It's a breeze to port this stuff to the iPhone; build it into phones from Nokia or Samsung or whoever; or offer it through existing mobile content portals. Sure, many existing and coming mobiles can access Internet radio, but bandwidth consumption will make it too pricey unless the carriers offer unmetered access to certain radio stations — and that requires a partnership between telcos and radio broadcasters.

Stations like Austereo currently stream online, but sharing revenues from a subscription service would be a nice little money-spinner. And while CRA is still flying the flag for digital radio, the services will flop — not because they are bad, but because streaming mobile Internet radio offers ease of access, lower cost, and a far larger selection of content.

If CRA wants to be involved in the next generation of radio, it should forget about talking spectrum with ACMA, and instead start cold-calling Telstra, Optus, Vodafone and 3 to discuss their mutual interests. There's no point waiting for tomorrow; when it comes to Internet radio, tomorrow is already here.

Am I being too harsh? Do you see a future for digital radio? Would you buy it? Is it worth further consideration by the government? Or should that spectrum be used for more relevant services?

Topics: Browser, Broadband


Australia’s first-world economy relies on first-rate IT and telecommunications innovation. David Braue, an award-winning IT journalist and former Macworld editor, covers its challenges, successes and lessons learned as it uses ICT to assert its leadership in the developing Asia-Pacific region – and strengthen its reputation on the world stage.

Kick off your day with ZDNet's daily email newsletter. It's the freshest tech news and opinion, served hot. Get it.


Log in or register to join the discussion
  • Digital Radio

    I think digital radio is going to happen whether we like it or not

    Find your next job fast at
  • Digital radio

    The author is absolutely right - the time for digital radio has already come and gone. I have been listening to Internet radio stations on my Nokia N95 phone for nearly a year now through the Hutchison 3 network (with bluetooth headphones). It is fantastic to have such an amazing choice of stations from all over the world available to listen to in the car or on foot anywhere in the metro area. Typical broadcasts are at 128kb/sec which equates to about 50MB an hour which on my 2GB/$40/month plan equates to about 40 hours a month which in turn equates to $1/hour. It is however well worth it, even just to escape the ads and hear the type of music that I like (trance). No doubt the price will drop further.

    Long live mobile Internet radio!
  • stereo am?

    I agree with this article. I think that AM Stereo, ahem, Digital Radio will not really take off. It doesn't stand a chance.

    Although, a better name might be "ACMA killed the radio star." Yet another thing ACMA has stuffed up - great job!
  • internet radio

    Absolutely 110% spot on. The mobile phone is already morphing into what might be called the Portable Personal Device. It's only a matter of time before it is also the universal remote for all your household appliances, your credit card, and maybe even an electic toothbrush. OK, maybe not the toothbrush, but everything else. As for the car radio, ditto.
  • Digital Radio

    ABC Did Radio/Jazz is superb.
  • Pandora on mobile would be divine

    It's just too fantastic. Need to be in the US or find a work around to hear it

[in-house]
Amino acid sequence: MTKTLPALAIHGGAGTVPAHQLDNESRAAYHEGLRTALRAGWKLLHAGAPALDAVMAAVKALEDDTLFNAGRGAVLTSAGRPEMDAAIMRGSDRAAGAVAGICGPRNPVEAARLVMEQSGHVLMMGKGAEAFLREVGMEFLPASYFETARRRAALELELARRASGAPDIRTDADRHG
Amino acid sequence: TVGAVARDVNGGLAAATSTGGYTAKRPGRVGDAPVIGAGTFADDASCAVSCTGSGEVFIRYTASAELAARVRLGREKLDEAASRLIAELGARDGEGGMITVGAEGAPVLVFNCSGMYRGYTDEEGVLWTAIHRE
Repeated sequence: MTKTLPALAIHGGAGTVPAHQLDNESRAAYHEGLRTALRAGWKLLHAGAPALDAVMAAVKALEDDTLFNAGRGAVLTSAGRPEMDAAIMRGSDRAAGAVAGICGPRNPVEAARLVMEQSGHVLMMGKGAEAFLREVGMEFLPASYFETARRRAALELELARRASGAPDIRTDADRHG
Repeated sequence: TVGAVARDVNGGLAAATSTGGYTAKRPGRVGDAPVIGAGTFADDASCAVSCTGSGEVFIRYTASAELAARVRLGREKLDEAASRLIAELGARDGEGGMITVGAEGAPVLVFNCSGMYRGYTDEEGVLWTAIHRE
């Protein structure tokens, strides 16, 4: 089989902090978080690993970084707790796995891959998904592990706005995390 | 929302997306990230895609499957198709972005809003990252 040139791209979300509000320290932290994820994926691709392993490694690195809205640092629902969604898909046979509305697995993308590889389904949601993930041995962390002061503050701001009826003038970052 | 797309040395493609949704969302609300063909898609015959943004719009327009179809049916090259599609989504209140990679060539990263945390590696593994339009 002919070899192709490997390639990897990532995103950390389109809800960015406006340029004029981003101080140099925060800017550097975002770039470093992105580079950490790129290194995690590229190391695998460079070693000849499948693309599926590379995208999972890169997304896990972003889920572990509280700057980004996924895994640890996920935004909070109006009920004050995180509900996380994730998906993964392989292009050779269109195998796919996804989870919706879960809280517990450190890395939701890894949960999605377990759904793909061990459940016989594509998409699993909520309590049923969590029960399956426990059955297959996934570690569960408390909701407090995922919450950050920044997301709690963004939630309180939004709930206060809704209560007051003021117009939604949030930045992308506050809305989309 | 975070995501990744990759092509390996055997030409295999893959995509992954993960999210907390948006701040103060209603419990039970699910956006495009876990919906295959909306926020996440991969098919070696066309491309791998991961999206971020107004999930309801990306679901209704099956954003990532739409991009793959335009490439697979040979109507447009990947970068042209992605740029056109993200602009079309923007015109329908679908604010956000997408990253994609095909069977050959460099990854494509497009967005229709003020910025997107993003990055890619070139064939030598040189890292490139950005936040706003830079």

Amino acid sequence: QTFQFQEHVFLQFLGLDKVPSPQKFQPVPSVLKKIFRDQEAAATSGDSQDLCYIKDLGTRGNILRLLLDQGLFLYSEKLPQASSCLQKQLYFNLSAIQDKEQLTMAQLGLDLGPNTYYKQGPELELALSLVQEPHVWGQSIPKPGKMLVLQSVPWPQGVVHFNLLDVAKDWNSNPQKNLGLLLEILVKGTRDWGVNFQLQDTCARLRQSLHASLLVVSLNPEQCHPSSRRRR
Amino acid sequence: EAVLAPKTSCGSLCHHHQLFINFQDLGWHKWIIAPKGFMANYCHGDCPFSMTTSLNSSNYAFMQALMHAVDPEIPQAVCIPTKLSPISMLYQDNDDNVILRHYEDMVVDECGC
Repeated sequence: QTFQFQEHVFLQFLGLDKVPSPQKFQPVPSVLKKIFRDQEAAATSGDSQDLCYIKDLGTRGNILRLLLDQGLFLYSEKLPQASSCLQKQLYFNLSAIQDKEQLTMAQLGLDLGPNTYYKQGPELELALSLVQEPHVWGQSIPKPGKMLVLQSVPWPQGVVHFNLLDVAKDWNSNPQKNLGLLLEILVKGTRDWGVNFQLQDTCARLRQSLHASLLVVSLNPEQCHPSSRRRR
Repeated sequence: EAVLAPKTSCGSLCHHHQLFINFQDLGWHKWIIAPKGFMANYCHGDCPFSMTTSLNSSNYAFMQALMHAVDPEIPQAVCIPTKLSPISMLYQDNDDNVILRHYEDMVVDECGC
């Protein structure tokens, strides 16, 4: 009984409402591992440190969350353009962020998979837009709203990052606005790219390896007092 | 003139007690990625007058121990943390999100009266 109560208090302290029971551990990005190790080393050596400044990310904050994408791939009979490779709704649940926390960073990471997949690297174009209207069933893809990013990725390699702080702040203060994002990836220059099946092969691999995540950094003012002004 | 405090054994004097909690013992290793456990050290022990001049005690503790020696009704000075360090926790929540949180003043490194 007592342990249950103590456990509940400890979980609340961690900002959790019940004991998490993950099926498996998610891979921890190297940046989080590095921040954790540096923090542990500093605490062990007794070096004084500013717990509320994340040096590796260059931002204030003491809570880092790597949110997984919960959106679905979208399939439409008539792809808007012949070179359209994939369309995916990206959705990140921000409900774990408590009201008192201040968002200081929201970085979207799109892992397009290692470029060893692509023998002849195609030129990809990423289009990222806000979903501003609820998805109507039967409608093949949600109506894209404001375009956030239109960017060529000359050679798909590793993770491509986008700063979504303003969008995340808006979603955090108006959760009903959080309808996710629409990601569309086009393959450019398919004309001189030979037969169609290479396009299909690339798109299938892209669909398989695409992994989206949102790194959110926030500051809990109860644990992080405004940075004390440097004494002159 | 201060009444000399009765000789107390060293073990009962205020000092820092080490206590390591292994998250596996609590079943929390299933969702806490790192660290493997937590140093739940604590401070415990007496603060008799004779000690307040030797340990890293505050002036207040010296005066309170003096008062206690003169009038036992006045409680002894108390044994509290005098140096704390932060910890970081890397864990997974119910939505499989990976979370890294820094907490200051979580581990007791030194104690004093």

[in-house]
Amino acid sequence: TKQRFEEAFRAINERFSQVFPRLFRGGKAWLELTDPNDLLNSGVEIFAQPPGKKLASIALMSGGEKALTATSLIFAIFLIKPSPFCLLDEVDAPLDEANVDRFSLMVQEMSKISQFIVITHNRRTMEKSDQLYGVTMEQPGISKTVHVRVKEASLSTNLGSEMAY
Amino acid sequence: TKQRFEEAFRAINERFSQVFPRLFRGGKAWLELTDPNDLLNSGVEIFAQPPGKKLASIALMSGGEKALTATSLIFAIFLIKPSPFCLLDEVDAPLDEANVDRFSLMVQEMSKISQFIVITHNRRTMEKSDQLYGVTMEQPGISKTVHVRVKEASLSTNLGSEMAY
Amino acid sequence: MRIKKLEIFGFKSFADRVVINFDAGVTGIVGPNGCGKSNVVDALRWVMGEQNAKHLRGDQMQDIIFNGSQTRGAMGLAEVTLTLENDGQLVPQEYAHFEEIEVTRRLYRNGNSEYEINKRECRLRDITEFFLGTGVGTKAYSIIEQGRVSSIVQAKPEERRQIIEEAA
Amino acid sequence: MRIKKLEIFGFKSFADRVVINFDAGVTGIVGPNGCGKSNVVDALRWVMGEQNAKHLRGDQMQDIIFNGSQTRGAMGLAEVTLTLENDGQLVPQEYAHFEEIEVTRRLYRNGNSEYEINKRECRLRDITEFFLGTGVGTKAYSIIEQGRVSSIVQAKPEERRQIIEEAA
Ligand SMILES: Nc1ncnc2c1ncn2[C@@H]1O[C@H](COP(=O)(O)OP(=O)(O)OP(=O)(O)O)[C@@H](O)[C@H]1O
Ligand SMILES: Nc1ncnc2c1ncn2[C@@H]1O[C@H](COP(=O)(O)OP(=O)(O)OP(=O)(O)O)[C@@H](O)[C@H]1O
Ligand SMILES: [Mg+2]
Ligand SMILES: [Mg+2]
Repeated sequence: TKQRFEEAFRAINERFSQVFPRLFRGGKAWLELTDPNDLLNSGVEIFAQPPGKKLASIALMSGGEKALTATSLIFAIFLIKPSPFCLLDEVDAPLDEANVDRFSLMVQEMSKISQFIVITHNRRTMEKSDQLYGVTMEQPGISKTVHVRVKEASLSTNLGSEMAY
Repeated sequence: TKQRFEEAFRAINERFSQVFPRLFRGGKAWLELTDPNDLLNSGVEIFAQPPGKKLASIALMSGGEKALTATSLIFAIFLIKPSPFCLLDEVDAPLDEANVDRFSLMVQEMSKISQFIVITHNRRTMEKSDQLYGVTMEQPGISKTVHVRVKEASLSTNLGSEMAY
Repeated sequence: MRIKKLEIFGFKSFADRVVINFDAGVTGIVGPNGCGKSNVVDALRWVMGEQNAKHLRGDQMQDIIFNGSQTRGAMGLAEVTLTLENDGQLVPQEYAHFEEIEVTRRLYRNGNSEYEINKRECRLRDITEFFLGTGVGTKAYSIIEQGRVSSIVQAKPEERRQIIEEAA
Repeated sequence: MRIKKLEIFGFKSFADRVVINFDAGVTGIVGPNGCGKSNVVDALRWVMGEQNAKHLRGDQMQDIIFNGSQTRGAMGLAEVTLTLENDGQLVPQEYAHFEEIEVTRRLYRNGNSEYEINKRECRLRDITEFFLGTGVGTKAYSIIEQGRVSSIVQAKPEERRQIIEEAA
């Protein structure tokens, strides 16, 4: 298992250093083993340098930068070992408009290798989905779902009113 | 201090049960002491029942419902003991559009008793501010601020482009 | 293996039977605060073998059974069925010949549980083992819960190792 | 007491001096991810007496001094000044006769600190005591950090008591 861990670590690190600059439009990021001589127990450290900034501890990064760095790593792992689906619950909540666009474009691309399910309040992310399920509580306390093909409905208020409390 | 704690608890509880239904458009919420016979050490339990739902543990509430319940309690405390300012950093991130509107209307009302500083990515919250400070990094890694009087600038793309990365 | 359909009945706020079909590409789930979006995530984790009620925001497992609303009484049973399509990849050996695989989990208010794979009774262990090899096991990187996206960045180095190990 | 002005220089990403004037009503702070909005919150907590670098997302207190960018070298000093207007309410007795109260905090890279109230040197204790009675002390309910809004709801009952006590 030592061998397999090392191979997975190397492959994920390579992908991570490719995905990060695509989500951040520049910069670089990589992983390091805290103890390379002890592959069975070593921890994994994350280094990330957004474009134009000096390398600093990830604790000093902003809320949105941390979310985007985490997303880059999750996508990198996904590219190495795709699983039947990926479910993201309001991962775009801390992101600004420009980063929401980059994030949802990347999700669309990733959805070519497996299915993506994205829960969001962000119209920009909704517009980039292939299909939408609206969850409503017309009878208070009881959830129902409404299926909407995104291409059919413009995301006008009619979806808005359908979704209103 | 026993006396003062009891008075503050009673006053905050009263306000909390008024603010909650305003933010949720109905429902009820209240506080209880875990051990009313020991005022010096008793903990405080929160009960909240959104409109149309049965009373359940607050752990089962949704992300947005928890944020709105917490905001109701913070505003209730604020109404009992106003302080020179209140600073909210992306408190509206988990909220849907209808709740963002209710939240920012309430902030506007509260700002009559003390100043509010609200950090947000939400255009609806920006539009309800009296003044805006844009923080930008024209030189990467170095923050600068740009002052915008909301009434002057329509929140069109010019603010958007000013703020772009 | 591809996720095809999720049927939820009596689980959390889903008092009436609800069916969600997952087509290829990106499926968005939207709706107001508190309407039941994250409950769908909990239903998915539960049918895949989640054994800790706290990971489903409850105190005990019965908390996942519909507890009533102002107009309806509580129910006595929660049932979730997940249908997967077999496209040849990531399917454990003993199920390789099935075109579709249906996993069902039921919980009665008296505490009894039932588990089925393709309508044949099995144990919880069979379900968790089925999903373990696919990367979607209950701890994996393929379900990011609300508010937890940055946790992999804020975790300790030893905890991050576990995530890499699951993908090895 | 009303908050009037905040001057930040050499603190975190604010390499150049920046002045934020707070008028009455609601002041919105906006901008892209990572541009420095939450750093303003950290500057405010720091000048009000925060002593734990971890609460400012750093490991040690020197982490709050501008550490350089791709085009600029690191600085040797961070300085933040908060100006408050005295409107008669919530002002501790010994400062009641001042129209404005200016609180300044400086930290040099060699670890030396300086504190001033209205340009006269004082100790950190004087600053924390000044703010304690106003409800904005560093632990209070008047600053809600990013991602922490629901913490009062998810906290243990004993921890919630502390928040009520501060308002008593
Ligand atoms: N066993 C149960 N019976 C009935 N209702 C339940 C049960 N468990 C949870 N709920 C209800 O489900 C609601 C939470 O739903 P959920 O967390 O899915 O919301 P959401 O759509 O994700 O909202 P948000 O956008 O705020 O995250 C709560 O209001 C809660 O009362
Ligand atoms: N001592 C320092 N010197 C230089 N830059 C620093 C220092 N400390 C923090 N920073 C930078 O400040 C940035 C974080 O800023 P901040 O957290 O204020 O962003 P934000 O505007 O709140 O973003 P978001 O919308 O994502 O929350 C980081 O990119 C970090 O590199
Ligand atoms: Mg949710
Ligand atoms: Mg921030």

• Digital Radio

    The question for radio is not whether the future will be digital. The present already is. Nor is it, apocalyptically, whether radio will survive. I think it will probably thrive, though as always, it will change. The question is a pretty mundane one: how much will a particular kind of digital radio future cost and will listeners who already inhabit a digital audio world think the benefits are worth it?

    I agree that the danger for radio is audiences judging the digital services it launches next year not excitedly, against the standards of the supposedly old AM and FM services they are meant to enhance, but, quizzically, against the standards already established by online and portable digital audio.

    ‘Has radio blown the future?’:
  • Digital radio - future or flop?

    Digital radio will be around in the future - the industry has invested too much capital into it to make it otherwise.

    What will likely happen is the industry will simply simulcast the same shows via AM/FM and Digital channels (it will become cost prohibitive to program new content for digital-only channels if audiences do not migrate fast enough).

    The industry will ask the govt to mandate a date (5-10yrs off) at which point AM/FM will be switched off, and you will require a digital receiver to pick up radio broadcasts. (Which is exactly what the telco industry did to force consumers from analogue to GSM phones).

    By then, cars will have a device capable of picking up digital signals, and all consumer radio products will be digital broadcast compatible. In the intervening period, there will be analogue-digital hybrids that will work in both worlds.

    Is this the optimum solution? Not at all - the industry shot itself in the foot by taking so long to gain a consensus position on digital radio, and has now been overtaken by more powerful and feature-rich platforms. Worse, an emerging generation of consumers simply have not developed a 'radio habit' (perhaps a bigger challenge for the industry).

    Will broadcast radio disappear? Not any time soon. Free is free, and it is hard to beat. Eventually device manufacturers will add digital receivers to their devices - but they won't be limited to digital radio. The same devices will likely pluck other broadcast + IP content for playback, which will make for a much more competitive environment in which radio will need to carve a niche.
  • Internet Radio